Volleyball Drills Design Considerations

I have been fortunate to have great mentors in my volleyball life. Al Stern is one of them. Al is now 73 years old. He holds two gold medals and one bronze medal in the Master’s Division at World Championships. His Bluffton High School Team was a runner-up at the state championship in the second year the high school was in existence, and followed it up with a state championship two seasons later. In eleven years of coaching club, he has four junior Olympic club regional championships (the club has a total of only three or four teams each season). Most notable is his competitive fire that continues to burns brightly inside to become a better coach. Al is always trying to learn, always trying to be a better coach. Awesome!

Following is an excerpt from Al about what he has learned while coaching over the past 11 years:

I have attended a lot of coaching clinics and in every one I’ve gone to there are common threads that are woven throughout. They are:

1. All drills should be competitive unless there is an overriding reason to make them co-operative. Competitive drills should either keep score or make the players reach a specific goal to achieve success (e.g., you must pass 50 balls on target out of 100 serves to be successful). If the player(s) lose or fail to meet the definition of success they must pay a penalty (e.g., frog jumps, pushups, etc.).

2. Any drill that is co-operative must have a time limit attached in order to avoid boredom or spending too much or too little time on a skill.

3. All drills should be run at a high level of intensity where repetitions are fast and the demand on the players is as game-like as possible.

4. All drills should be as game-like as possible and should include the net in the drill. For example, when introducing the ball into a drill, do it from across the net because that’s the way it will be in a game.

5. All drills should be designed to make sure that the players spend the minimum time standing around waiting to do something and that they repeat a skill many times in succession rather than with a lot of time in between. For example, if you are practicing spiking do not have anyone standing around waiting to hit. Instead have 1 setter, 1 hitter, 1 blocker, 3 back row defenders, and everyone else shagging balls. Then set the hitter 5 straight sets in rapid succession and rotate players.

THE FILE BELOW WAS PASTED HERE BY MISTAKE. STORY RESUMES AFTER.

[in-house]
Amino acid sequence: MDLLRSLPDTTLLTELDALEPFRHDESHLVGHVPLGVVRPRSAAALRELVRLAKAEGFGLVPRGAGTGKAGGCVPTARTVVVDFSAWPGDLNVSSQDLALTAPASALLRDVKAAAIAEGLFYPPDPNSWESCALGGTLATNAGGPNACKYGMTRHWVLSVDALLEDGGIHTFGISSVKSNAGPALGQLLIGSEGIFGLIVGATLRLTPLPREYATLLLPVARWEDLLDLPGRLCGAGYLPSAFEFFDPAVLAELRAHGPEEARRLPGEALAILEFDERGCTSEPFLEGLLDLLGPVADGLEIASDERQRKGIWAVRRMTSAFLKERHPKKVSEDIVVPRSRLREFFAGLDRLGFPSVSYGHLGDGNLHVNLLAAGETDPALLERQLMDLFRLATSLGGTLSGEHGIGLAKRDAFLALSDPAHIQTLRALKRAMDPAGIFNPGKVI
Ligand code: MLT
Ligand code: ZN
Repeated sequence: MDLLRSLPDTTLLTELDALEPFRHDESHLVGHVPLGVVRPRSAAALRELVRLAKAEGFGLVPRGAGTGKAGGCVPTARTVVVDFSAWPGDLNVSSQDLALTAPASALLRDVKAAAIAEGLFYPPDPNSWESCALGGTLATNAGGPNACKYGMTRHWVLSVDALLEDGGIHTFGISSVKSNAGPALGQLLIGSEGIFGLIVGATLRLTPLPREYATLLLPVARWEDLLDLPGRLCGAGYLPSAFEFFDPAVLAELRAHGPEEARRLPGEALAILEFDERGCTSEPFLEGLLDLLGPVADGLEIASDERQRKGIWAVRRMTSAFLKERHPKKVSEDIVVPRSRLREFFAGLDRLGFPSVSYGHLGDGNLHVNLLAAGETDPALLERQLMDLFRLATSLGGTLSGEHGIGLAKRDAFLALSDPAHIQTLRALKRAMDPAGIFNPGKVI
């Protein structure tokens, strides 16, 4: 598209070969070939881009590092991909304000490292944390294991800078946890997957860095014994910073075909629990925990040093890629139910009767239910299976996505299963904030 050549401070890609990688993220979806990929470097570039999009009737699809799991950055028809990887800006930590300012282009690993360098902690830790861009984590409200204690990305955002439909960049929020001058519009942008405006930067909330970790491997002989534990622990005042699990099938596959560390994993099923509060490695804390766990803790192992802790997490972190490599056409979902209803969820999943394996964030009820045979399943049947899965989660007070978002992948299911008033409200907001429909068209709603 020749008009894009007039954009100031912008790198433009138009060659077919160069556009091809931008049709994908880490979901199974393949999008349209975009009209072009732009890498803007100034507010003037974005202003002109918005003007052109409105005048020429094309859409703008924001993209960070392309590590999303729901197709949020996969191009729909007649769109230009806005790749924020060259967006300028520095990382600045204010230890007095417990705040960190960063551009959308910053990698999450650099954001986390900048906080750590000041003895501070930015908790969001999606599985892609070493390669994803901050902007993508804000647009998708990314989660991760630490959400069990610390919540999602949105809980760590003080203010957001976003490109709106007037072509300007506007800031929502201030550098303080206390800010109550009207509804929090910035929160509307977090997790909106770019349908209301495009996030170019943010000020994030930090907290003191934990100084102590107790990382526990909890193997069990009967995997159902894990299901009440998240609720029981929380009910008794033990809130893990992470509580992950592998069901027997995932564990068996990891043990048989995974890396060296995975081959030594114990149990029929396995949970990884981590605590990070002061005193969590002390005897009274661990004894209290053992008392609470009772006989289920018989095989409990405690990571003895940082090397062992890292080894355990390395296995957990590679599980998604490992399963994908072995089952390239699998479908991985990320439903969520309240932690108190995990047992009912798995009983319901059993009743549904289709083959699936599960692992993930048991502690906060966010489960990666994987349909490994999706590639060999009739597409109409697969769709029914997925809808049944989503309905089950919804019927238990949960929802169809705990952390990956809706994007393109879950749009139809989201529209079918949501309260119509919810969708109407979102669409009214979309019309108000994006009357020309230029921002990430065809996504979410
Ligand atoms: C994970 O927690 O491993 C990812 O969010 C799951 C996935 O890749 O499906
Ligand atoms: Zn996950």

6. All drills should involve a lot of movement so that the players get conditioning work while they practice instead of just running laps. The only running, not part of a drill, which the players should ever do, is suicides if they are doing something poorly.

7. Don’t give the players long water breaks. It is much better to give them more frequent breaks of 3 minutes each (the time between games in a match). And during those 3 minutes they should drink liquids and talk to each other about volleyball, just like they would in a match. NO CELL PHONES MAY BE USED DURING PRACTICE EXCEPT TO CALL PARENTS FOR A RIDE HOME!

8. The girls have to have social time because they are teenage girls. So instead of letting them gossip all practice long, like they do now which is very distracting, we will do the following (and then insist that they concentrate totally on volleyball for the duration of the practice). At the beginning of practice the girls on each team will sit in a circle and each girl will have 1 minute to talk about anything in their life they want except volleyball. No one else can talk during that 1 minute. The coach will keep the time but will not comment. At the end of that time (let’s say 10 minutes for 10 players) practice begins and from that point on it’s all business. This should also help with team building.

9. At the end of practice all the girls on each team will sit in a circle and have 1 minute to talk about what they believe they as an individual player did right and wrong during the practice and what the team did right and wrong during the practice. Again, no one else can talk during that 1 minute. The coach will keep the time and may make comments about the practice after all players have spoken.


-Chuck Rey